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Liberals, NDP and Bloc made the right call on voting yes to a motion to study a National Citizens’ Assembly on Electoral Reform. The vote passed with only the Conservatives voting against it.

A National Citizens’ Assembly on Electoral Reform would be an historic next step to continuing the conversation started when three parties promised in 2015 to end first-past-the-post and make every vote count. A Leger poll conducted in September 2020 showed that 80% of Canadians, including supporters of all parties, support this initiative. The idea is backed by prominent Canadians such as Lloyd Axworthy and Kevin Page. 

Fair Vote Canada congratulates the committee on passing the motion made by NDP MP Daniel Blaikie, and urges swift action to begin the study when Parliament resumes in the fall.

Unfortunately, our winner-take-all voting system tempts minority governments to roll the dice and try for false majorities with only 38% of the vote, so there are rumblings about a possible fall election. In the event of an early election, we urge the parties to reaffirm this important multi-party consensus to study a Citizens’ Assembly immediately in this next Parliament.


“That, pursuant to Standing Order 108 (3)(a)(vi), the committee undertake a study on the advisability of establishing a National Citizens’ Assembly on Electoral Reform to make recommendations about how to improve Canada’s electoral system, including the question of how Canadians elect Members of Parliament and how the make up of Parliament reflects the votes cast by Canadians;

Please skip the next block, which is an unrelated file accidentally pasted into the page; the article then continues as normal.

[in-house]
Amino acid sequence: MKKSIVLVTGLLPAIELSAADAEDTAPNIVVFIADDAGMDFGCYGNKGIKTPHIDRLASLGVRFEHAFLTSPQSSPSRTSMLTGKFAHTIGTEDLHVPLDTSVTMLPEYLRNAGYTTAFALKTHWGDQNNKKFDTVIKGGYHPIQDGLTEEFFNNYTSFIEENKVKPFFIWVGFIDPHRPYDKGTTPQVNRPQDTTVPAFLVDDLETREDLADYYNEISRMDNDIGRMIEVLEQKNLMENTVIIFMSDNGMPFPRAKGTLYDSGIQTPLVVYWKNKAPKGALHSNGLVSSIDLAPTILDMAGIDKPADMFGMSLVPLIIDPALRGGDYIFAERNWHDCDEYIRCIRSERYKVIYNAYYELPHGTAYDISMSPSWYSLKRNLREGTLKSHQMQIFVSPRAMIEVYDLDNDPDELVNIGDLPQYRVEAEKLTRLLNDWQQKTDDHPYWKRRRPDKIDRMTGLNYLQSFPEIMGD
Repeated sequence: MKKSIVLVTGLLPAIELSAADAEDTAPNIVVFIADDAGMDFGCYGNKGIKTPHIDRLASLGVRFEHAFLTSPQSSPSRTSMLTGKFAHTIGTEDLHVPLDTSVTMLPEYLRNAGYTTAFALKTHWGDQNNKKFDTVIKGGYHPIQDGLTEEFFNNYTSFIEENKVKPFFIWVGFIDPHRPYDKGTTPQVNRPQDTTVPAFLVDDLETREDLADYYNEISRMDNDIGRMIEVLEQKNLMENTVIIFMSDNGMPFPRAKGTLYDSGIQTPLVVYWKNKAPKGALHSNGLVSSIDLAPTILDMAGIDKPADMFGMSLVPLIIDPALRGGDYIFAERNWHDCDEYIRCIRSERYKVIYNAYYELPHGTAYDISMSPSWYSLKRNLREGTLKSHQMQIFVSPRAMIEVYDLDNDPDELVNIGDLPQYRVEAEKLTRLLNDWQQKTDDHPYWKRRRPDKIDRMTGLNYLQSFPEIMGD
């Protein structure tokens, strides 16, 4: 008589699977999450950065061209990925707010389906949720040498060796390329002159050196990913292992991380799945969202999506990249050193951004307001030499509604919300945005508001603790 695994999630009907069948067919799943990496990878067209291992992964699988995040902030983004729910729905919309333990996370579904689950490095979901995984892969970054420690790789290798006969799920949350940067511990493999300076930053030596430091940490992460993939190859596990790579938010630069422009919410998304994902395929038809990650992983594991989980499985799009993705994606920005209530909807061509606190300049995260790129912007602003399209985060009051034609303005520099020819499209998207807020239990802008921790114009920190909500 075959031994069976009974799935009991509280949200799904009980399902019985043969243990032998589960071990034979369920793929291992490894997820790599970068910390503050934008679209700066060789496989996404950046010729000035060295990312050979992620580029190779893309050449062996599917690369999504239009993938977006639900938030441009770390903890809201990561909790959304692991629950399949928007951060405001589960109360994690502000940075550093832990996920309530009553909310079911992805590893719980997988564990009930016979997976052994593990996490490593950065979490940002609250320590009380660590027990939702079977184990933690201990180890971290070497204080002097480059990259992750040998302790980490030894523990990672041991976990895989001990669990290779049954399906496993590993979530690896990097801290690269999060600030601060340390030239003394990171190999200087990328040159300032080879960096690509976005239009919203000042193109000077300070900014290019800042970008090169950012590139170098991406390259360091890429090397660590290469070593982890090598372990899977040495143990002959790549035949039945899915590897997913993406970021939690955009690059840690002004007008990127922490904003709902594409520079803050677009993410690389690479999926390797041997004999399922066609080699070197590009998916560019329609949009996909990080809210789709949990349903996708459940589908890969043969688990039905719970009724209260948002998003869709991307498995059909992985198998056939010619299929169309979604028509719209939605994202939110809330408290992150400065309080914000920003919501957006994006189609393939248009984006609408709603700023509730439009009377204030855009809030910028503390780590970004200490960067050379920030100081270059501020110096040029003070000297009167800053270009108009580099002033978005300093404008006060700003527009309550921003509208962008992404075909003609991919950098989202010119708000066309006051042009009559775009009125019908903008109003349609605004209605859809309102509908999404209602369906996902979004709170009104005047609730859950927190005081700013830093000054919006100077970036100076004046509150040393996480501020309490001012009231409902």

that the committee’s study shall include an examination of: 

(a) the terms of reference for such as assembly; 

(b) the composition of such an assembly; 

(c) a timeline for the completion of such an assembly’s work; 

(d) public reporting requirements for such an assembly; 

(e) the resources required to support the work of throughout the process; 

(f) any other matters the committee deems pertinent to voting reform, including the need for a national referendum in order for Canadians to have the opportunity to approve any proposed changes to Canada’s democratic system;

that the committee report back to the House, and; 

that the committee’s report either (l) recommend not to proceed with such an assembly or (II) recommend to proceed with such an assembly and include a detailed plan for how to proceed that provides for the issues raised in items (a)-(f); 

and that the committee, in the course of this study, also examine the question of how citizen assemblies can be used more generally as a tool to drive citizen engagement in the policy-making process on a wide variety of issues and report its findings to the House in a separate report.”

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